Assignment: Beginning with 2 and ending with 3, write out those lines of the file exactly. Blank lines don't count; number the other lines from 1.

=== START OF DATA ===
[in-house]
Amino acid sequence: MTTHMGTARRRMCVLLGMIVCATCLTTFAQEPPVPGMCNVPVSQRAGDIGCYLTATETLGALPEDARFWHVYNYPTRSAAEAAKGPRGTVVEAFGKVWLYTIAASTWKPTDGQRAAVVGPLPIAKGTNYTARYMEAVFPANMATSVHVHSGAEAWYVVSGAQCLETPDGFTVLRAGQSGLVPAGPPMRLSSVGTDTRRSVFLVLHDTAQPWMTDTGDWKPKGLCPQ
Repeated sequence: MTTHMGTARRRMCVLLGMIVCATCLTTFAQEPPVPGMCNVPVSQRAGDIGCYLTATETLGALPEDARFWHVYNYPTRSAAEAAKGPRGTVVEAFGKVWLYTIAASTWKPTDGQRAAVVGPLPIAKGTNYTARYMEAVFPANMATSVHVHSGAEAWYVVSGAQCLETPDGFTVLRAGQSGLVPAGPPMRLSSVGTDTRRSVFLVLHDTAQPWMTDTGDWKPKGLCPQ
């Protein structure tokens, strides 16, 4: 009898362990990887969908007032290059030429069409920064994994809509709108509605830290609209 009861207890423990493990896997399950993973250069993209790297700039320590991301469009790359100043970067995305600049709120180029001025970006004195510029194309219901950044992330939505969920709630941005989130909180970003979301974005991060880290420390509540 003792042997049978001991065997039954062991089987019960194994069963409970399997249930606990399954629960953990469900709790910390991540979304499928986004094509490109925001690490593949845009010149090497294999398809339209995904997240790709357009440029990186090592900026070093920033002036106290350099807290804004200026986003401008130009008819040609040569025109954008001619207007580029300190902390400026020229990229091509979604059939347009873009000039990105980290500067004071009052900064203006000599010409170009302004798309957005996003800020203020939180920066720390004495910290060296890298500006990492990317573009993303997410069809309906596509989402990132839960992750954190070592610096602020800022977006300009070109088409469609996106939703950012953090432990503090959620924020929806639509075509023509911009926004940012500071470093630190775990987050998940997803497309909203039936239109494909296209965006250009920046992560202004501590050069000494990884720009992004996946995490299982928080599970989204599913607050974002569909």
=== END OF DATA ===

Amino acid sequence: MTTHMGTARRRMCVLLGMIVCATCLTTFAQEPPVPGMCNVPVSQRAGDIGCYLTATETLGALPEDARFWHVYNYPTRSAAEAAKGPRGTVVEAFGKVWLYTIAASTWKPTDGQRAAVVGPLPIAKGTNYTARYMEAVFPANMATSVHVHSGAEAWYVVSGAQCLETPDGFTVLRAGQSGLVPAGPPMRLSSVGTDTRRSVFLVLHDTAQPWMTDTGDWKPKGLCPQ
Repeated sequence: MTTHMGTARRRMCVLLGMIVCATCLTTFAQEPPVPGMCNVPVSQRAGDIGCYLTATETLGALPEDARFWHVYNYPTRSAAEAAKGPRGTVVEAFGKVWLYTIAASTWKPTDGQRAAVVGPLPIAKGTNYTARYMEAVFPANMATSVHVHSGAEAWYVVSGAQCLETPDGFTVLRAGQSGLVPAGPPMRLSSVGTDTRRSVFLVLHDTAQPWMTDTGDWKPKGLCPQ